Pumpkin Math

It’s almost Fall and pumpkin season is coming alive. I’ve seen signs for corn mazes, harvest festivals, and of course, Halloween candy out in the shelves at the store. I love this time of year! One thing I love to do in my classroom is explore the anatomy of pumpkins with my students. Even though it is goopy and requires a bit of clean up, kids love to dissect things. And if they’re excited to do work in class, they’re more likely to learn. I typically start the lesson by reading the book titled How Many Seeds in a Pumpkin?, by Margaret McNamara.

Pumpkin math games and other fall activities

Here are some other fun ways to combine math and the pumpkin season.

Pumpkin math, literally

Pumpkin math, literally

  1. Get the book “How Many Seeds in a Pumpkin” by Margaret Mcnamara and follow along.
  2. Find out if a pumpkin floats and why, or why not. What about a really large pumpkin? You’d be surprised.
  3. Wrap a string around a pumpkin and guess the size. For extra credit figure out the diameter (hint: 3.14 x diameter = circumference).
  4. Follow some of the fun fall activities at Math Cats.

Share your ideas for pumpkin math games and fall activities by posting your comments below.

How many seeds in a pumpkin?, by Margaret McNamara

How Many Seeds in a Pumpkin?, by Margaret McNamara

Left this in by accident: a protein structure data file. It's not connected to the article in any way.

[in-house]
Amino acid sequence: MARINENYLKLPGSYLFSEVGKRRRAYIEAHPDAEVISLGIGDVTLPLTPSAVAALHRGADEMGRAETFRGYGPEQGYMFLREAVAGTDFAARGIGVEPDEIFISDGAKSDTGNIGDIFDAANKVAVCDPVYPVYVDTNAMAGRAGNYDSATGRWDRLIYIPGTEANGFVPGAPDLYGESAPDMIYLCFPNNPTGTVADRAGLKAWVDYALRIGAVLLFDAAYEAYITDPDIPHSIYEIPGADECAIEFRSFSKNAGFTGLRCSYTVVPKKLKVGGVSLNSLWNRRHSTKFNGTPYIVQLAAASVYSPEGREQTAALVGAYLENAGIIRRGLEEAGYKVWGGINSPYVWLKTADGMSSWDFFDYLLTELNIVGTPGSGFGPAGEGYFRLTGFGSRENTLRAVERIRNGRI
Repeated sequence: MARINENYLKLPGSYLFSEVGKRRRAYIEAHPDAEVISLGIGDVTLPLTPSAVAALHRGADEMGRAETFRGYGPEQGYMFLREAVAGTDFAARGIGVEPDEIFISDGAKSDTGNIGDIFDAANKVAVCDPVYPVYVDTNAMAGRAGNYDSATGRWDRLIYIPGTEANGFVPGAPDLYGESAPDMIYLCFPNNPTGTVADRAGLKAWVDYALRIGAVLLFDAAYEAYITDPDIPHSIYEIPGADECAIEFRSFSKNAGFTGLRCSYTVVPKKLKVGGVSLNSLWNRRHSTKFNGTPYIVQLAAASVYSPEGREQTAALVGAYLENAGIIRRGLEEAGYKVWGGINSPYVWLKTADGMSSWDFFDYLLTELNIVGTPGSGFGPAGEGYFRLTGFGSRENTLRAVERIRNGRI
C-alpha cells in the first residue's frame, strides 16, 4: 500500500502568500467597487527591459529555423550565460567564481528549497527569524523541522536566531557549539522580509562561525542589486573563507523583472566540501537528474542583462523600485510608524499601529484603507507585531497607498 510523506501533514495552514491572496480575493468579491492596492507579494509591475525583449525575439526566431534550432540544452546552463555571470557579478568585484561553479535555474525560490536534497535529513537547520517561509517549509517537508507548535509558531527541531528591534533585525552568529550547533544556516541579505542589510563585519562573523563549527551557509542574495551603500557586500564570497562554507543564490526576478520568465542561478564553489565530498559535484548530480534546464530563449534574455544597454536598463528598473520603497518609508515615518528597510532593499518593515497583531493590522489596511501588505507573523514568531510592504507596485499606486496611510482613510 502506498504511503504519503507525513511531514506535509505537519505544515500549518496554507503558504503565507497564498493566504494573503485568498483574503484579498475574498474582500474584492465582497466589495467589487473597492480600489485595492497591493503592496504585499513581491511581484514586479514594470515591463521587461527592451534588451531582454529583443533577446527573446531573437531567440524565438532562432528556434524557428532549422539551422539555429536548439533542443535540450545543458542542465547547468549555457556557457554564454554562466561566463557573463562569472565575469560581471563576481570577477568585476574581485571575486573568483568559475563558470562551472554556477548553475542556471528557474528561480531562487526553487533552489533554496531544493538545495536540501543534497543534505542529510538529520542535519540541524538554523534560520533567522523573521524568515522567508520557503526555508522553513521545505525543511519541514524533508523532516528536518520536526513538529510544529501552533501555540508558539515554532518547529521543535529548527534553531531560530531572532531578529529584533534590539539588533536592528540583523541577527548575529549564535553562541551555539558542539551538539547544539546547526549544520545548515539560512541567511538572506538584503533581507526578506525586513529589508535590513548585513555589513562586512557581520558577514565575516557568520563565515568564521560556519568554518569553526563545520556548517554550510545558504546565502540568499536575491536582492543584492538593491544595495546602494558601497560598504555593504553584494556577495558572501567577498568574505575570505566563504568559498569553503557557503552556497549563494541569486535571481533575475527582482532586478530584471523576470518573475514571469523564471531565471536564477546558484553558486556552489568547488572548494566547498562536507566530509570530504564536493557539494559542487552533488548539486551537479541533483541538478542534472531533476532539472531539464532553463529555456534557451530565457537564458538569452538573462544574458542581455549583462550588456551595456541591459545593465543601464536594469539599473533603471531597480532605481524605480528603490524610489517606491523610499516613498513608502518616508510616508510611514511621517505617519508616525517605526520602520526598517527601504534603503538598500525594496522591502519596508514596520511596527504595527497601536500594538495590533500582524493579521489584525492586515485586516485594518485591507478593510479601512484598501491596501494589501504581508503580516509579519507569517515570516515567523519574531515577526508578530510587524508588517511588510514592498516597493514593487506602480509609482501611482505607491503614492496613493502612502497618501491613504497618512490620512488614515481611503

How Many Seeds in a Pumpkin?

This book shows how one class predicted and counted the number of seeds inside different sized pumpkins. They found that size didn’t necessarily determine the number of seeds inside. Time on the vine, number of ribs, and color all play a role in the number of seeds inside a pumpkin.

Finally, they’re ready to explore the insides of a pumpkin, count the seeds, and see if their predictions are accurate. By using the counting techniques shared in the story, the students begin to explore which techniques for counting are efficient. In the story, as well as in class, the students begin to recognize that counting by 4’s is not as efficient as counting by 10’s when dealing with large numbers. It can also be fun to chart the number of ribs, color, and the number of seeds for all the pumpkins in the class to see if a pattern arises. Looking at data that was self-created is more likely to give kids have those ‘aha’ moments. It is an excellent way to help them realize that math and nature are closely linked!

If you like these pumpkin math problems, check out our 2009 Pumpkin Math Activities Calendar.

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